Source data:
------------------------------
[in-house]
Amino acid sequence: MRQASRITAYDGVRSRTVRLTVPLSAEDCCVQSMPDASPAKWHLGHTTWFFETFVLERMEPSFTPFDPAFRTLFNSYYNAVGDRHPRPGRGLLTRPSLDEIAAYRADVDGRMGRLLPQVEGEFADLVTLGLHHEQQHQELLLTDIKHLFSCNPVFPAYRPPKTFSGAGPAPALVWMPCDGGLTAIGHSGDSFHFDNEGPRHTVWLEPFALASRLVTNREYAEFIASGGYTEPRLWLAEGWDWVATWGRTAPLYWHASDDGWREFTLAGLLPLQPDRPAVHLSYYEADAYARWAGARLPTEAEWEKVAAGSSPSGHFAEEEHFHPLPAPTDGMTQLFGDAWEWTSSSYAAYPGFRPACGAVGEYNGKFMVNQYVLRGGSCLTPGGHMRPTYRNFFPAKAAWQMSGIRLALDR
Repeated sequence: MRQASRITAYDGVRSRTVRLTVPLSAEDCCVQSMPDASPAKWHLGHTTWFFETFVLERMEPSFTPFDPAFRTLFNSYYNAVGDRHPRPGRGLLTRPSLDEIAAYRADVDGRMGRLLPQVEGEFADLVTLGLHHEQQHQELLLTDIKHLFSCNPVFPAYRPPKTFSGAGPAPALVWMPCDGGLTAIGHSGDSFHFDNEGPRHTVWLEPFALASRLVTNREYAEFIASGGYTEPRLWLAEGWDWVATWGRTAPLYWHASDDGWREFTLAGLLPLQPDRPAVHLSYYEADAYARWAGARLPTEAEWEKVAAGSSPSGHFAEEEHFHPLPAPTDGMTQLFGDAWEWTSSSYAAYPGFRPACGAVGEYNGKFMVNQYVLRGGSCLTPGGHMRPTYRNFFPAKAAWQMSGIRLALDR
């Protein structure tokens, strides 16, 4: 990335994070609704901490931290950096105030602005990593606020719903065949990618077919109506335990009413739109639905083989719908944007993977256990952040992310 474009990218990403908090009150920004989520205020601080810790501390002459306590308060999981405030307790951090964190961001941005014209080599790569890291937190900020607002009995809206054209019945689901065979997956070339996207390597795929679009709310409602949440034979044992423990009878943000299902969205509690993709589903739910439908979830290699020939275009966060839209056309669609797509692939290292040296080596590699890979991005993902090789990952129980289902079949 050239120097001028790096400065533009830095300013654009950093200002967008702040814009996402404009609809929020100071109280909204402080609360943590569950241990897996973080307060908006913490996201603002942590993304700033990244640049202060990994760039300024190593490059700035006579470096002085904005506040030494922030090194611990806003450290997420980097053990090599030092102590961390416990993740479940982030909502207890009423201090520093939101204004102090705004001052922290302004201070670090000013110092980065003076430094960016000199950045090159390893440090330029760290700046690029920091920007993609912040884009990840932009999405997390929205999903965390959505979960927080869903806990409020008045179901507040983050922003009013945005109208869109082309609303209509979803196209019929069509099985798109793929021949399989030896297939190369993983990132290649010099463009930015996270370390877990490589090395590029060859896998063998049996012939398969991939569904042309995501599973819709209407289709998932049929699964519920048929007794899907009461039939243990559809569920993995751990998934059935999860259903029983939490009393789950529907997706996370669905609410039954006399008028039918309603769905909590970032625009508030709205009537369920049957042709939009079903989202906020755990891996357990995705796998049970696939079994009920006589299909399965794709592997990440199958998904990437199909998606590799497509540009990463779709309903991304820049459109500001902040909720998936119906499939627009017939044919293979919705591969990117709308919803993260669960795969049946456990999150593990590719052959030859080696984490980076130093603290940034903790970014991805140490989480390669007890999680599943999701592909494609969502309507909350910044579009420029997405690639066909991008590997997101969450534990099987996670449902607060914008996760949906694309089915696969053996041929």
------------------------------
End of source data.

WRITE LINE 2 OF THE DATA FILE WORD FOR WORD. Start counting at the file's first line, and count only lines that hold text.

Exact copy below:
Amino acid sequence: MRQASRITAYDGVRSRTVRLTVPLSAEDCCVQSMPDASPAKWHLGHTTWFFETFVLERMEPSFTPFDPAFRTLFNSYYNAVGDRHPRPGRGLLTRPSLDEIAAYRADVDGRMGRLLPQVEGEFADLVTLGLHHEQQHQELLLTDIKHLFSCNPVFPAYRPPKTFSGAGPAPALVWMPCDGGLTAIGHSGDSFHFDNEGPRHTVWLEPFALASRLVTNREYAEFIASGGYTEPRLWLAEGWDWVATWGRTAPLYWHASDDGWREFTLAGLLPLQPDRPAVHLSYYEADAYARWAGARLPTEAEWEKVAAGSSPSGHFAEEEHFHPLPAPTDGMTQLFGDAWEWTSSSYAAYPGFRPACGAVGEYNGKFMVNQYVLRGGSCLTPGGHMRPTYRNFFPAKAAWQMSGIRLALDR